For the record, what mediums of art do you partake in?

Well I mostly perform, compose, and produce music with guitar,vocals,keys, bass, and more. I also do a lot of my own visuals, whether it is putting together the graphics for an album cover, or writing and directing a music video. These days, it’s the norm to do everything yourself, where back in the day there was usually a different cat for each medium around a certain artist’s work.

How long have you been creating?

I’d like to believe that the second we are a thought in our parents’ minds we are creating vibrations in this universe, possibly even before that. I’ve been creating outside the womb since Summer Solstice 1989.

Do you think it’s important for other artists to congregate and work together?

Well, of course. It’s important for us to be the social beings that we naturally are.

How do you think the energies that we collaborate with effects what we create?

We take pieces of frequencies of the Grand Artist’s work, which is the entire universe, and twist it into our perspective.  The energy is the biggest thing because I could be creating in the comfort of my home, compared to or right outside in the alleyway viewing downtown St. Louis in 30 degree weather, and those two compositions-- even if I have the same exact chord progressions, same key, same everything-- will have two different feels. Energy is definitely everything.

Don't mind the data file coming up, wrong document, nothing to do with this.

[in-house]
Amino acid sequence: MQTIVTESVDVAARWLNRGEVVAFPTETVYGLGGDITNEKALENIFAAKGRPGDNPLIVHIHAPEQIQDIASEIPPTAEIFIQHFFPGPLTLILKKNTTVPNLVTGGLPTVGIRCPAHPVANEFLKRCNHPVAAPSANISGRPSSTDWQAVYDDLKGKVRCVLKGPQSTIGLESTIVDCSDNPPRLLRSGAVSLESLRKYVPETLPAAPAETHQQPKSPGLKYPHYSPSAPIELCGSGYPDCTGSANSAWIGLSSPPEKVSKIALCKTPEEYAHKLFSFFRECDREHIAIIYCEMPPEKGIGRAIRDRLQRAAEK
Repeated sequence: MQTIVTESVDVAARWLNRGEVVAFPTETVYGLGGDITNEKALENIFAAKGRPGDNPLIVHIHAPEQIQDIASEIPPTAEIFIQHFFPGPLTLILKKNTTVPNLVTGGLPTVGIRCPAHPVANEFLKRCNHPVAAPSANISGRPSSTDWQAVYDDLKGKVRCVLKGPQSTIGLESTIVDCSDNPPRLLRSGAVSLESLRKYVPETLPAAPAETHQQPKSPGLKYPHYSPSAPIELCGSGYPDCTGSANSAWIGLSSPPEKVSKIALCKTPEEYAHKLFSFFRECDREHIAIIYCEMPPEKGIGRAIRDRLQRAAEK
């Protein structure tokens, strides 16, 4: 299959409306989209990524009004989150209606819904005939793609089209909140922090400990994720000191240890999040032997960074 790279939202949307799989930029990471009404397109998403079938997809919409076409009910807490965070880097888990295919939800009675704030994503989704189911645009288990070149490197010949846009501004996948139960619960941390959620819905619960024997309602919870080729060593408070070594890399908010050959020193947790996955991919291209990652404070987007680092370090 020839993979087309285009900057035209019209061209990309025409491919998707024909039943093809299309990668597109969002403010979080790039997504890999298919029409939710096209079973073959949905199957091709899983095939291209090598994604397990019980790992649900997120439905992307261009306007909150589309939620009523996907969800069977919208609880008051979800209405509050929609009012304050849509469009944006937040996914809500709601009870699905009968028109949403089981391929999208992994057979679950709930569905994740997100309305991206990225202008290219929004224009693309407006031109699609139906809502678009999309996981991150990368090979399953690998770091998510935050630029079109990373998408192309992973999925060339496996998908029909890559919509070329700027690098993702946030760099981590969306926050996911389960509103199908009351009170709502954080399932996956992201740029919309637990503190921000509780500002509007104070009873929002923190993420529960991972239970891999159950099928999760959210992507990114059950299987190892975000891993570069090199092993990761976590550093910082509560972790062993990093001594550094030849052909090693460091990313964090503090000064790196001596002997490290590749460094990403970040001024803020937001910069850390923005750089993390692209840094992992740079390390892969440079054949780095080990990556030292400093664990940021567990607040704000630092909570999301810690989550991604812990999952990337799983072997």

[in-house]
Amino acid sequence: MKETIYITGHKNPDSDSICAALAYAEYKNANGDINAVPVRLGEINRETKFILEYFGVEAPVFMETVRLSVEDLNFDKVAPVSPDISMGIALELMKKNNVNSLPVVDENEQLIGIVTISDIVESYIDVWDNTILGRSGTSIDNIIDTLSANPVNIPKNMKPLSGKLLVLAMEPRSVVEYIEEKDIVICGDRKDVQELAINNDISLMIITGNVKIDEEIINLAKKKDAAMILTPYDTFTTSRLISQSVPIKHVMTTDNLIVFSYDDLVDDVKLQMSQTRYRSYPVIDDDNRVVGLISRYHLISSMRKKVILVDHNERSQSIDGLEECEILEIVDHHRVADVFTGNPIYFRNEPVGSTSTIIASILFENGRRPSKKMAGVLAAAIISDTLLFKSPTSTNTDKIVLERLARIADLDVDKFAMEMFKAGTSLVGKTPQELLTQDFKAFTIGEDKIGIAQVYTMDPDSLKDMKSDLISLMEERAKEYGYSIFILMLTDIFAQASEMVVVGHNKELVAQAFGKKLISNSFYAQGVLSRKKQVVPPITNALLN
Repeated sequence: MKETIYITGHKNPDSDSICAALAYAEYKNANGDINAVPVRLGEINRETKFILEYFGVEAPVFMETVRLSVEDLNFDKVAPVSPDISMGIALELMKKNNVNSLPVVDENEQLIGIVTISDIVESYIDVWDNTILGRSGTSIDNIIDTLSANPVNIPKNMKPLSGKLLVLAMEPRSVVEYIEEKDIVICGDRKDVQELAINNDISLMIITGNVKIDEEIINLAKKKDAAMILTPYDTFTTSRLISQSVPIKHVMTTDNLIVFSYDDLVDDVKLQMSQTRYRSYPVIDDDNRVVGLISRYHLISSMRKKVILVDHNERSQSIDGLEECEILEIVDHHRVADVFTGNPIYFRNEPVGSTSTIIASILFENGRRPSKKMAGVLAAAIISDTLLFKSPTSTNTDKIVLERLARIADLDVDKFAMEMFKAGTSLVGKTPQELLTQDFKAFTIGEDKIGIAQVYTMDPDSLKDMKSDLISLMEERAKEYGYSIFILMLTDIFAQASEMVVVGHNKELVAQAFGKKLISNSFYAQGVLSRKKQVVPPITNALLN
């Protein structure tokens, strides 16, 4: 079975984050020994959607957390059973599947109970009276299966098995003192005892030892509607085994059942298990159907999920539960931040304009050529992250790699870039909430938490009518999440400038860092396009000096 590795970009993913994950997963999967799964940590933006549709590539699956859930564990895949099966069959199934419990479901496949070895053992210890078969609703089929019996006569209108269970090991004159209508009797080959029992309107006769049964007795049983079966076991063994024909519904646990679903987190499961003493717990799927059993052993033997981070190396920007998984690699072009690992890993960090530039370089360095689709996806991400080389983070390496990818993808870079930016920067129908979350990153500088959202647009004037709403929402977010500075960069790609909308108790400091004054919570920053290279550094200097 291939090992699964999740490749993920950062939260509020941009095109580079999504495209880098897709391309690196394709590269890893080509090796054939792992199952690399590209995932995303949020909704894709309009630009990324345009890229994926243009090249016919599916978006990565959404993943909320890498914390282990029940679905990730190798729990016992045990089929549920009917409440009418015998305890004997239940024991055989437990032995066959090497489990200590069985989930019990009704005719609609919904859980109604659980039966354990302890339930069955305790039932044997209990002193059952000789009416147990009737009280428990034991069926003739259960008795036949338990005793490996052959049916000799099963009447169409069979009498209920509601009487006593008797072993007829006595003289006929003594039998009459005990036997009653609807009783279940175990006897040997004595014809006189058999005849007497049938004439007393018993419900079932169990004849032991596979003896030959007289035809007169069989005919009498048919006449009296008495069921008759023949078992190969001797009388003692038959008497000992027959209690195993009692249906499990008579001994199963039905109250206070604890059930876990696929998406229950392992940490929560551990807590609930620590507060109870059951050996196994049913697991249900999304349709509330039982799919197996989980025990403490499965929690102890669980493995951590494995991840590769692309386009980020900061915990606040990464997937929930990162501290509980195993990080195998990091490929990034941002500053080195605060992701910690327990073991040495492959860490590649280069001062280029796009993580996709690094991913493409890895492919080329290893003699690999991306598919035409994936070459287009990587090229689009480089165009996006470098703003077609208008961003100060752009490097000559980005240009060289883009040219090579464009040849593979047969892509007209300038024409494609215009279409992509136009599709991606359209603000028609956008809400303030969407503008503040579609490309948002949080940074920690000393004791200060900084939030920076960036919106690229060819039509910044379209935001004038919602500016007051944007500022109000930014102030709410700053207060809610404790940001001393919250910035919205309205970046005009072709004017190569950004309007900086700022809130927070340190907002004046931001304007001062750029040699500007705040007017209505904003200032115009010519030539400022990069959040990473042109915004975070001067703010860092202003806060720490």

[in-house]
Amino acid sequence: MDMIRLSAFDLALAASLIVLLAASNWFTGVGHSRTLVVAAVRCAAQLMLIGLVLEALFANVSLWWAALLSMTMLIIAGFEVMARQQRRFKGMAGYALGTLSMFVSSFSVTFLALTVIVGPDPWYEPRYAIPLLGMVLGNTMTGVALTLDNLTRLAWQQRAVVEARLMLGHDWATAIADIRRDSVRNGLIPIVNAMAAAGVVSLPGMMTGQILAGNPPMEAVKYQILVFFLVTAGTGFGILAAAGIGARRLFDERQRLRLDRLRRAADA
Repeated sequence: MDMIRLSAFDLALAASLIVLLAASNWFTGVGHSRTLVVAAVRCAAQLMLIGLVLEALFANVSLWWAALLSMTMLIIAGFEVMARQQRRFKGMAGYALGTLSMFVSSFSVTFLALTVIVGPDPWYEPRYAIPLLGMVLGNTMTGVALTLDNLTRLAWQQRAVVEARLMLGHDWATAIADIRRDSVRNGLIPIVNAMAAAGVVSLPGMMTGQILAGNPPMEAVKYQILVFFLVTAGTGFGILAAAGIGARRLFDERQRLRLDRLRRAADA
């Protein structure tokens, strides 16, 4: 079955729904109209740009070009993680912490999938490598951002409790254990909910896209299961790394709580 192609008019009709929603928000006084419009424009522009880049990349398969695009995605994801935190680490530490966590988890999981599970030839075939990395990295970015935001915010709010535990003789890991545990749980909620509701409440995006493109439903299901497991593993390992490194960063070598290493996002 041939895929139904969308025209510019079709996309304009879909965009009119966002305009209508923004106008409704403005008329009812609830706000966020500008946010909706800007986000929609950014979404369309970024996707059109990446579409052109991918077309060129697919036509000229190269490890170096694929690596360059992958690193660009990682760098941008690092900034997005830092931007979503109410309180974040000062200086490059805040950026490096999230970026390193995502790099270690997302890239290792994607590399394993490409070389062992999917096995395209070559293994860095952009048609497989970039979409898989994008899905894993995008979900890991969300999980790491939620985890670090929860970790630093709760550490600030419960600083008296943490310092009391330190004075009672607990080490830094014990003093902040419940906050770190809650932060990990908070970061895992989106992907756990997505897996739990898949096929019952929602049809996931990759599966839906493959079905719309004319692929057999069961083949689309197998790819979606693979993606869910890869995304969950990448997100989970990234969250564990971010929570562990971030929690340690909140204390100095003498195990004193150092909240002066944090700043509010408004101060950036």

I’ve personally noticed that race and sex can pigeon-hole artists.  Many times, large companies expect a certain look or sound depending on racial and/or gender identity.  Do you have any thoughts on this? Have you ever witnessed anything like this?

I witness this everyday. If it’s in our everyday lives outside of music, well, then you can definitely expect it to be in the music as well. I don’t let the mainstream ways of the music business get to me too much even though I know someone will look at me and say..oh here’s this white guy leading a group of all kinds of people..men and women..bleh bleh bleh…no matter what I do. People can suck. The music industry really sucks on that tip. Prove it wrong and expel the demons. Fuck a corporation.

Do you consider yourself a spiritual person?